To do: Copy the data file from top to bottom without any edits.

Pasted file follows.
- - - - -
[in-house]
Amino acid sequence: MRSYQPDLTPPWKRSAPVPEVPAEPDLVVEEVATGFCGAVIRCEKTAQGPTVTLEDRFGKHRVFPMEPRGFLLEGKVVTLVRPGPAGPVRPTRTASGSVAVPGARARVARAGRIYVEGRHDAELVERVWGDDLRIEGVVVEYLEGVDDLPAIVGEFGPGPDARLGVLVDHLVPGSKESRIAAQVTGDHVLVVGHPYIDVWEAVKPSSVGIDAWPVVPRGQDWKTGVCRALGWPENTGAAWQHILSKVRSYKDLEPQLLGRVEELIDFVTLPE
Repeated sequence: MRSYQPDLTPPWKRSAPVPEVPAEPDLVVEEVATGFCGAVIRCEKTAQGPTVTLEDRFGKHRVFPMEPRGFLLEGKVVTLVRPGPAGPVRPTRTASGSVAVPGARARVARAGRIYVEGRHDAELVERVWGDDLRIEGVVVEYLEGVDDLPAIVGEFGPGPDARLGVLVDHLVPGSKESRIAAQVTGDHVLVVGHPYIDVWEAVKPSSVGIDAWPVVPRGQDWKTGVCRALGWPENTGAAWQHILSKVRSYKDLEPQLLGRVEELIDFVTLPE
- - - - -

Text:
[in-house]
Amino acid sequence: MRSYQPDLTPPWKRSAPVPEVPAEPDLVVEEVATGFCGAVIRCEKTAQGPTVTLEDRFGKHRVFPMEPRGFLLEGKVVTLVRPGPAGPVRPTRTASGSVAVPGARARVARAGRIYVEGRHDAELVERVWGDDLRIEGVVVEYLEGVDDLPAIVGEFGPGPDARLGVLVDHLVPGSKESRIAAQVTGDHVLVVGHPYIDVWEAVKPSSVGIDAWPVVPRGQDWKTGVCRALGWPENTGAAWQHILSKVRSYKDLEPQLLGRVEELIDFVTLPE
Repeated sequence: MRSYQPDLTPPWKRSAPVPEVPAEPDLVVEEVATGFCGAVIRCEKTAQGPTVTLEDRFGKHRVFPMEPRGFLLEGKVVTLVRPGPAGPVRPTRTASGSVAVPGARARVARAGRIYVEGRHDAELVERVWGDDLRIEGVVVEYLEGVDDLPAIVGEFGPGPDARLGVLVDHLVPGSKESRIAAQVTGDHVLVVGHPYIDVWEAVKPSSVGIDAWPVVPRGQDWKTGVCRALGWPENTGAAWQHILSKVRSYKDLEPQLLGRVEELIDFVTLPE